A local girl sits with us, which can speak Putonghua, as her driver washes the van with the fresh water. She tells me she saw 4 foreign cyclists at the top of the mountain. I wait a little longer hoping that I may cross their path. Jewelry lady shares her packaged snack of spicy chicken skin – surprisingly good!

I’m ill prepared, I begin climbing on only a bowl of noodles and all I’ve got in my supplies is a jar of peanut butter. I’ve already put in 50km today and the heat and sun is beating on me.

I begin climbing the mountain and feeling the left side of my body beginning to burn. Then I notice less and less people and I’m racing for sunlight. Fortunately, the higher I go up, the more sunlight I get.

The sunlight is disappearing and I’m debating on camping but I’M STARVING!!! Must get to the top or find somewhere to eat. I begin asking resting men on the side of the road about “zhusu”. Nothing. Not until the top. About 15km from the top, I’m done.

I scoop some peanut butter into my mouth and begin walking. At 11km from the top the sun is gone and I get off to walk it the rest of the way up. Too many trucks and too much baijiu drinking in this part of the world. I switch sides of the road depending on where the headlights are coming from. Looking up at the mountain, I see the “WWWW” road pattern and I can’t imagine that I have to get up there!

At 10:30 and asking some locals I find accommodation above a restaurant where 2 teenage girls are working. I buy 3 beverages and a bag of bread, hand them my 20rmb for staying there. Shove the bread in my mouth and pass out.

*I saw 1 shooting star while walking and another from my bedroom window.

Making my way UP!:

And then it was dark.

Day 4 from Lijiang:

Wow it gets cold at the top of these mountains at night. I can see a snow topped mountains in the distance.

I stayed in a town called XXX, where Route # meets up with Route # which only means more traffic and general grossness.

As I’m loading up at 8am, the 2 girls little sister comes downstairs with her disheveled hair and is with their father. Later their mother comes down. The two teenagers are running the restaurant.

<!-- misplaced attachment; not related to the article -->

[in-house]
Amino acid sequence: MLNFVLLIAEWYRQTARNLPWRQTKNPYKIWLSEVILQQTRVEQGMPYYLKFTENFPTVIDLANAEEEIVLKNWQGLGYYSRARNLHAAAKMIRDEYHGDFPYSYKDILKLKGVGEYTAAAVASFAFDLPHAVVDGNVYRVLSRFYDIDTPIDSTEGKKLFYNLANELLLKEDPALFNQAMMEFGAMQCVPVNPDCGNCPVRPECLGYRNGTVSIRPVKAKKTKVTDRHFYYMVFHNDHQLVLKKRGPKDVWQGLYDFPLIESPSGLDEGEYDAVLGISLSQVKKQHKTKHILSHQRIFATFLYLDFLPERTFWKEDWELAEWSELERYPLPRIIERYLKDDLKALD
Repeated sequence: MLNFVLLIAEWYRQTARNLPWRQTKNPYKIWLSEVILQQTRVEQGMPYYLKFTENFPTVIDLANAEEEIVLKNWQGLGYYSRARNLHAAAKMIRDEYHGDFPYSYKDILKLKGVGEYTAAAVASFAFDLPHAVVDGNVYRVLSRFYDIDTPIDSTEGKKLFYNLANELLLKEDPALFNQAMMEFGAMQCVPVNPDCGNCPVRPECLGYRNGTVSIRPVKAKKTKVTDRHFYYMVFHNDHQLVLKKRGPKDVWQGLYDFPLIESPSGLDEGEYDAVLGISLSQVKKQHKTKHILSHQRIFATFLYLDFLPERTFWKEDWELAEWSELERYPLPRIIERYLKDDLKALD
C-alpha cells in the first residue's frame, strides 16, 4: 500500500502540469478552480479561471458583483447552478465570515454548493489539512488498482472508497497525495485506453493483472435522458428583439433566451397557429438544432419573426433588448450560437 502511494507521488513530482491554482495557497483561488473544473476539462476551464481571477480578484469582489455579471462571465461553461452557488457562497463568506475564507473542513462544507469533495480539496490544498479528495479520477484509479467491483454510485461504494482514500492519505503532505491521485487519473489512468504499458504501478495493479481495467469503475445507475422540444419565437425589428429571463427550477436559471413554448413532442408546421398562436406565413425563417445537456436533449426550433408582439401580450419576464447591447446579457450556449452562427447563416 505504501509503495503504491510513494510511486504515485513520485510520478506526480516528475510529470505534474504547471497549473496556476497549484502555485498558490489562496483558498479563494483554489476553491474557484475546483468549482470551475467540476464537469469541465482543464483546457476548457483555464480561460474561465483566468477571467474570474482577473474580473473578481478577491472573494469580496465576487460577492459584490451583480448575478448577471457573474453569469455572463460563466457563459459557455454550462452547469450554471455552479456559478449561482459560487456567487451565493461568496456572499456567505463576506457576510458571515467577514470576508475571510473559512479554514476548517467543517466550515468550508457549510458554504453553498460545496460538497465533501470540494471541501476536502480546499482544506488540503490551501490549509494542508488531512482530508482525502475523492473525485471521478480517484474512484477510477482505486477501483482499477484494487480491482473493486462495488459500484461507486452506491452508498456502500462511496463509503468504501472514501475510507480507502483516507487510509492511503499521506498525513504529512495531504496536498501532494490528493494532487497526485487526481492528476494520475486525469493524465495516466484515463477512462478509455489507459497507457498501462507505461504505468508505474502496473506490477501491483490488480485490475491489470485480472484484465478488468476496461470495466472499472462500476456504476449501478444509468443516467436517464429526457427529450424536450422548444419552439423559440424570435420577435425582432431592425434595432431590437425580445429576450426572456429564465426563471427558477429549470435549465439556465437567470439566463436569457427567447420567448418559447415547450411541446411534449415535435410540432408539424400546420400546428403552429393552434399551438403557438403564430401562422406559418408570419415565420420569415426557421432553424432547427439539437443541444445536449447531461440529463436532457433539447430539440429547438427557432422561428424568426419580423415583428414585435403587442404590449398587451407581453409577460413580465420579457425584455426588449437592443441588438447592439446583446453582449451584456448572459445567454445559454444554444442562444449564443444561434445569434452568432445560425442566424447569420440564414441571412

I meet a nice (and nice looking) young Japanese man with 2 locals. They are filming a documentary in the area. The local men warn me of the condition of the road ahead to Shangri-La.

Seeing a monk pass by the restaurant and then a minority group comes into the restaurant I do not recognize. One man smiles as he hears me speak Mandarin and the women seem to be nosing around in EVERYTHING. I had been speaking with the youngest girl (about 8) and she showed me her English textbook.

A commotion is brewing, with the new guests so I push off.

25km to Shangri-La and 20 of that up on gravel, pot holed, orange dusted road. Sometimes turns into a single lane which I have to walk. The trucks drive like “bats out of hell”, too many a$$holes thinking they are competing in the F1. I have one truck honk right next to me and then stop ahead of me and he’s laughing saying “hello”. I tell him in Chinese I’m not happy and “gwen” which basically means “get lost”. (That’s not the correct pinyin) That wipes the smile off his face.

I have a teenager race after me asking to be my boyfriend. I tell him my husband is 5 minutes behind me and I roll one.

This road is absolute shit! It takes me almost 5 hours to get in 25km.

At one zig zag in the road they are building a ski resort. I tell a local man that is working on the construction across the street from the “add water” station that I think it’s too short and too extreme. And explain to him what they look like in the US. I then get my first question about (insert title of that man that makes Tibet famous). I play stupid.

There is an old man sitting on the porch wearing a minority dress apron and gives me a thumbs up. Adorable.

Here a truck driver, that I recognize from the morning restaurant tells me foreigners can go to Tibet. I reassure him I can’t and he reassures me I can because “there are many foreigners in Lhasa”. I really doubt these people have done similar research of foreigners entering Tibet alone on a bike. Doubt it.

As I peak over the mountain, I can see the plateau ahead of me and a tiny little airport. I’m almost there. It reminds me so much of Ulaanbaatar except without the black cloud of smoke hovering over it. The green plateau with mountains surrounding it.

It’s around 1pm so I decide to take my time getting to town. I did begin to notice that the “looks” of the people are beginning to change. The skin has gotten drastically darker and there is a more pronounced nose – far from the traditional Han look.